Another way to determine the need for an increase in work_mem is to get the query plan from a slow running query ( accomplished by adding EXPLAIN ANALYZE to the beginning of the query). Query plans that have something like Sort Method: external merge Disk in them indicate a possible need for for more work_mem.

This is also discussed on the Tuning Your PostgreSQL Server Wiki


This setting is essentially maintenance_work_mem but for autovacuum processes only. Usually you will set maintenance_work_mem higher and this lower since autovacuum_work_mem is used by autovacuum_max_workers number of autovacuum processes.


The larger your database the more autovacuum workers you may need. The default is 3 is good for most small/medium installations of Puppet Enterprise. When you’re tracking the size of your database tables / indexes and you notice some of them seem to keep getting bigger then you might need more autovacuum workers.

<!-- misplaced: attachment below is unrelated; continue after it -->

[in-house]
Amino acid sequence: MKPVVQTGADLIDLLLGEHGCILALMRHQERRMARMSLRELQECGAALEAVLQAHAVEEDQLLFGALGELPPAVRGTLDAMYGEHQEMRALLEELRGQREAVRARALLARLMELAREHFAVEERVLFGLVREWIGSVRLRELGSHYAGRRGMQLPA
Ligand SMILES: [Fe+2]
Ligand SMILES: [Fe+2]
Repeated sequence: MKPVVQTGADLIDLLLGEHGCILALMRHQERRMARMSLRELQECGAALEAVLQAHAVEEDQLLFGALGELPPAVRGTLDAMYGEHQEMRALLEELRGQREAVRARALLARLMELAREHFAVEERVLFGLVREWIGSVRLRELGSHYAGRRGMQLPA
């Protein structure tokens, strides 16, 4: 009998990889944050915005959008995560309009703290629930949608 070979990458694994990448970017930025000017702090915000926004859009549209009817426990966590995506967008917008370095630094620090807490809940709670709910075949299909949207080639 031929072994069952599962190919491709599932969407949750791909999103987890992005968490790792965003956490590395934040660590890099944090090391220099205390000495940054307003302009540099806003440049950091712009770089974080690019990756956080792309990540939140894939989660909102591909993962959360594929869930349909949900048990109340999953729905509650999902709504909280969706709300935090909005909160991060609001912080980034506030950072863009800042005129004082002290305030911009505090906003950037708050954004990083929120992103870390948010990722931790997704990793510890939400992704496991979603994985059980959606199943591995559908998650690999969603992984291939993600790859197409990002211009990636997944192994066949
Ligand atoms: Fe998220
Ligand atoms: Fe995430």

If you’ve placed PostgreSQL on its own node then I recommend CPUs / 2 as a default for this setting ( maximum of 8). If you have PostgreSQL on the same node as all your other components then increasing this setting means you likely need to compensate by reducing other settings that may cause your CPU to be over-subscribed during a peak. Examples would be PuppetDB command processing threads or puppet server JRuby instances.

checkpoint_segments and checkpoint_completion_target

I suggest a middle ground of 128 for checkpoint_segements and .9 for checkpoint_completion_target. As mentioned in the wiki, the larger value you use for checkpoint_segments affords you better performance but you sacrifice in potential recovery time.

If you see messages like “LOG: checkpoints are occurring too frequently (xx seconds apart)” then you definitely want to increase your checkpoint_segments.